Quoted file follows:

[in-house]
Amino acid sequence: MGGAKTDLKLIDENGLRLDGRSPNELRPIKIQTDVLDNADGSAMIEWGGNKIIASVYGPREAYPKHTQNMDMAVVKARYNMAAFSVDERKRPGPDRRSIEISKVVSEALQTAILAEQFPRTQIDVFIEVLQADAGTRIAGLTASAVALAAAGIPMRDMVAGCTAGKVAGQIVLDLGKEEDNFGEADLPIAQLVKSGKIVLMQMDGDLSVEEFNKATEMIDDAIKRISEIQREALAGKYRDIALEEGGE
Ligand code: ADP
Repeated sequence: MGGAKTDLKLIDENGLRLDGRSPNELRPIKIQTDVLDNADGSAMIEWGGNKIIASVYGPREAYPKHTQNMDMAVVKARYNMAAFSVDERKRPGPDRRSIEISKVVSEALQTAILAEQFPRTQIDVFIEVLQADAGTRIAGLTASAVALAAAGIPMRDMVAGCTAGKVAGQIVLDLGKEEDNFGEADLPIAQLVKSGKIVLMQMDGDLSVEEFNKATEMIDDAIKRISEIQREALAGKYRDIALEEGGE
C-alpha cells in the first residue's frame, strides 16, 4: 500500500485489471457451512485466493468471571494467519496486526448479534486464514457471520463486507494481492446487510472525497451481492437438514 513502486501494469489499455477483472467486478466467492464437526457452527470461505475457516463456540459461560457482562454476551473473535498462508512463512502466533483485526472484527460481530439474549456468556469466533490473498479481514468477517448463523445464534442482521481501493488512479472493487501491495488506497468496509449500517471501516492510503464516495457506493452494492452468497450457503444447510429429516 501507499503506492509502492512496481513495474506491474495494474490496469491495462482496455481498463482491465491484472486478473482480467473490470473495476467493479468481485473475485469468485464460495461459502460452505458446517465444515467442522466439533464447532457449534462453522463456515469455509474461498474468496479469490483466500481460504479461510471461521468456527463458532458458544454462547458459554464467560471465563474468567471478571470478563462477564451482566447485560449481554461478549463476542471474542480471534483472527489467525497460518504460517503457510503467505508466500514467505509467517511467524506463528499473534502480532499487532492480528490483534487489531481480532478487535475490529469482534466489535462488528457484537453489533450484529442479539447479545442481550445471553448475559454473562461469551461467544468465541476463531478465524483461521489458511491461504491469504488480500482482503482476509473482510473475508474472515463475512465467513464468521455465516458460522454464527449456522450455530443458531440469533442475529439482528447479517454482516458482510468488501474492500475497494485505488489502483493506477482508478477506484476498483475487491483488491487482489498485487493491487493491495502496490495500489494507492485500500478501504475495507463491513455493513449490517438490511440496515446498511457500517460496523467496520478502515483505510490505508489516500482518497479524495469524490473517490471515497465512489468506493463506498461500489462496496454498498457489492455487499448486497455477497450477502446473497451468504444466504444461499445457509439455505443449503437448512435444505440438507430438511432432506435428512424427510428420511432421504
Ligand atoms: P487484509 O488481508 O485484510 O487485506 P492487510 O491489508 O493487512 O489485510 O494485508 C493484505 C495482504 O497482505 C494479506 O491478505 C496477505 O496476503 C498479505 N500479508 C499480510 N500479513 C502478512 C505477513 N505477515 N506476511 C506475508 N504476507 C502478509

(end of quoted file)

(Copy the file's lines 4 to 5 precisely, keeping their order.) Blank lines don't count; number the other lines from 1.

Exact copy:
Repeated sequence: MGGAKTDLKLIDENGLRLDGRSPNELRPIKIQTDVLDNADGSAMIEWGGNKIIASVYGPREAYPKHTQNMDMAVVKARYNMAAFSVDERKRPGPDRRSIEISKVVSEALQTAILAEQFPRTQIDVFIEVLQADAGTRIAGLTASAVALAAAGIPMRDMVAGCTAGKVAGQIVLDLGKEEDNFGEADLPIAQLVKSGKIVLMQMDGDLSVEEFNKATEMIDDAIKRISEIQREALAGKYRDIALEEGGE
C-alpha cells in the first residue's frame, strides 16, 4: 500500500485489471457451512485466493468471571494467519496486526448479534486464514457471520463486507494481492446487510472525497451481492437438514 513502486501494469489499455477483472467486478466467492464437526457452527470461505475457516463456540459461560457482562454476551473473535498462508512463512502466533483485526472484527460481530439474549456468556469466533490473498479481514468477517448463523445464534442482521481501493488512479472493487501491495488506497468496509449500517471501516492510503464516495457506493452494492452468497450457503444447510429429516 501507499503506492509502492512496481513495474506491474495494474490496469491495462482496455481498463482491465491484472486478473482480467473490470473495476467493479468481485473475485469468485464460495461459502460452505458446517465444515467442522466439533464447532457449534462453522463456515469455509474461498474468496479469490483466500481460504479461510471461521468456527463458532458458544454462547458459554464467560471465563474468567471478571470478563462477564451482566447485560449481554461478549463476542471474542480471534483472527489467525497460518504460517503457510503467505508466500514467505509467517511467524506463528499473534502480532499487532492480528490483534487489531481480532478487535475490529469482534466489535462488528457484537453489533450484529442479539447479545442481550445471553448475559454473562461469551461467544468465541476463531478465524483461521489458511491461504491469504488480500482482503482476509473482510473475508474472515463475512465467513464468521455465516458460522454464527449456522450455530443458531440469533442475529439482528447479517454482516458482510468488501474492500475497494485505488489502483493506477482508478477506484476498483475487491483488491487482489498485487493491487493491495502496490495500489494507492485500500478501504475495507463491513455493513449490517438490511440496515446498511457500517460496523467496520478502515483505510490505508489516500482518497479524495469524490473517490471515497465512489468506493463506498461500489462496496454498498457489492455487499448486497455477497450477502446473497451468504444466504444461499445457509439455505443449503437448512435444505440438507430438511432432506435428512424427510428420511432421504